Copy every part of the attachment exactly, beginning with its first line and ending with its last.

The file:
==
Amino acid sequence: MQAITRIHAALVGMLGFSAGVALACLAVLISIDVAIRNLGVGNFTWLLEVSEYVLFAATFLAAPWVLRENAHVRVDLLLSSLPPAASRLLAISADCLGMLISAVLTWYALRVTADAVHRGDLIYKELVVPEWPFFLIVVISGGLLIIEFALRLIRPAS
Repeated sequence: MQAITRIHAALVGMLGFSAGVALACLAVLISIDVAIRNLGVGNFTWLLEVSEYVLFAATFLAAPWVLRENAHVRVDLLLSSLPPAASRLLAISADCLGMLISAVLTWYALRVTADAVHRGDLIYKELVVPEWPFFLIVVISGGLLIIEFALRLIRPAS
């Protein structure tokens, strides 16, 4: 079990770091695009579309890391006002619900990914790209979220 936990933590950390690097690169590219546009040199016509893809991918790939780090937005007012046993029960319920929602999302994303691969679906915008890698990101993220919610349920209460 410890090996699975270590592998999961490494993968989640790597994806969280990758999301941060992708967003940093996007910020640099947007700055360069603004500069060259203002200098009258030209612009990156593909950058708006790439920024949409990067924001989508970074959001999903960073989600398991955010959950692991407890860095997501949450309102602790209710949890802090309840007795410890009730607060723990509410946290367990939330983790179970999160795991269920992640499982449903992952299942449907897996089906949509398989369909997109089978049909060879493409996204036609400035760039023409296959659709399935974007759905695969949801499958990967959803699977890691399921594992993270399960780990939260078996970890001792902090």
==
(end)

Amino acid sequence: MQAITRIHAALVGMLGFSAGVALACLAVLISIDVAIRNLGVGNFTWLLEVSEYVLFAATFLAAPWVLRENAHVRVDLLLSSLPPAASRLLAISADCLGMLISAVLTWYALRVTADAVHRGDLIYKELVVPEWPFFLIVVISGGLLIIEFALRLIRPAS
Repeated sequence: MQAITRIHAALVGMLGFSAGVALACLAVLISIDVAIRNLGVGNFTWLLEVSEYVLFAATFLAAPWVLRENAHVRVDLLLSSLPPAASRLLAISADCLGMLISAVLTWYALRVTADAVHRGDLIYKELVVPEWPFFLIVVISGGLLIIEFALRLIRPAS
């Protein structure tokens, strides 16, 4: 079990770091695009579309890391006002619900990914790209979220 936990933590950390690097690169590219546009040199016509893809991918790939780090937005007012046993029960319920929602999302994303691969679906915008890698990101993220919610349920209460 410890090996699975270590592998999961490494993968989640790597994806969280990758999301941060992708967003940093996007910020640099947007700055360069603004500069060259203002200098009258030209612009990156593909950058708006790439920024949409990067924001989508970074959001999903960073989600398991955010959950692991407890860095997501949450309102602790209710949890802090309840007795410890009730607060723990509410946290367990939330983790179970999160795991269920992640499982449903992952299942449907897996089906949509398989369909997109089978049909060879493409996204036609400035760039023409296959659709399935974007759905695969949801499958990967959803699977890691399921594992993270399960780990939260078996970890001792902090």